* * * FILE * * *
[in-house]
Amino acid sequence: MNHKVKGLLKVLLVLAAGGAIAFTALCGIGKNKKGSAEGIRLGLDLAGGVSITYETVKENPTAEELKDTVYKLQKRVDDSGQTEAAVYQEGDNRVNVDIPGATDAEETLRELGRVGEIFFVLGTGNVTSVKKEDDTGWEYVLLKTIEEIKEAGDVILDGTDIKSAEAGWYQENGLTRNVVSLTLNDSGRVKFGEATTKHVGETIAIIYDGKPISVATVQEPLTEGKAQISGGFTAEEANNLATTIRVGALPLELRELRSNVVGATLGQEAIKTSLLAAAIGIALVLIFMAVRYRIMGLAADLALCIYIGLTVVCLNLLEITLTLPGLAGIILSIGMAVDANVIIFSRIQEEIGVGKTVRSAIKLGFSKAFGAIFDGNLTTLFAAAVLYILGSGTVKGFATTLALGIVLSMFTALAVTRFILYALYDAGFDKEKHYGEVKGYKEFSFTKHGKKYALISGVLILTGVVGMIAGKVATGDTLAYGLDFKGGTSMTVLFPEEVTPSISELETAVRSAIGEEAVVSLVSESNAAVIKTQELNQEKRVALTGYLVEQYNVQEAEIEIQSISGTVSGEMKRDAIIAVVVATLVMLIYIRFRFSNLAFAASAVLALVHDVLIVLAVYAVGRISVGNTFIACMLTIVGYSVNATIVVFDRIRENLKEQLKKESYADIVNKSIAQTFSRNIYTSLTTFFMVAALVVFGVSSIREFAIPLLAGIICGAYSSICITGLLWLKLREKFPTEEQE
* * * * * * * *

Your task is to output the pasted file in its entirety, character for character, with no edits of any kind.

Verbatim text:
[in-house]
Amino acid sequence: MNHKVKGLLKVLLVLAAGGAIAFTALCGIGKNKKGSAEGIRLGLDLAGGVSITYETVKENPTAEELKDTVYKLQKRVDDSGQTEAAVYQEGDNRVNVDIPGATDAEETLRELGRVGEIFFVLGTGNVTSVKKEDDTGWEYVLLKTIEEIKEAGDVILDGTDIKSAEAGWYQENGLTRNVVSLTLNDSGRVKFGEATTKHVGETIAIIYDGKPISVATVQEPLTEGKAQISGGFTAEEANNLATTIRVGALPLELRELRSNVVGATLGQEAIKTSLLAAAIGIALVLIFMAVRYRIMGLAADLALCIYIGLTVVCLNLLEITLTLPGLAGIILSIGMAVDANVIIFSRIQEEIGVGKTVRSAIKLGFSKAFGAIFDGNLTTLFAAAVLYILGSGTVKGFATTLALGIVLSMFTALAVTRFILYALYDAGFDKEKHYGEVKGYKEFSFTKHGKKYALISGVLILTGVVGMIAGKVATGDTLAYGLDFKGGTSMTVLFPEEVTPSISELETAVRSAIGEEAVVSLVSESNAAVIKTQELNQEKRVALTGYLVEQYNVQEAEIEIQSISGTVSGEMKRDAIIAVVVATLVMLIYIRFRFSNLAFAASAVLALVHDVLIVLAVYAVGRISVGNTFIACMLTIVGYSVNATIVVFDRIRENLKEQLKKESYADIVNKSIAQTFSRNIYTSLTTFFMVAALVVFGVSSIREFAIPLLAGIICGAYSSICITGLLWLKLREKFPTEEQE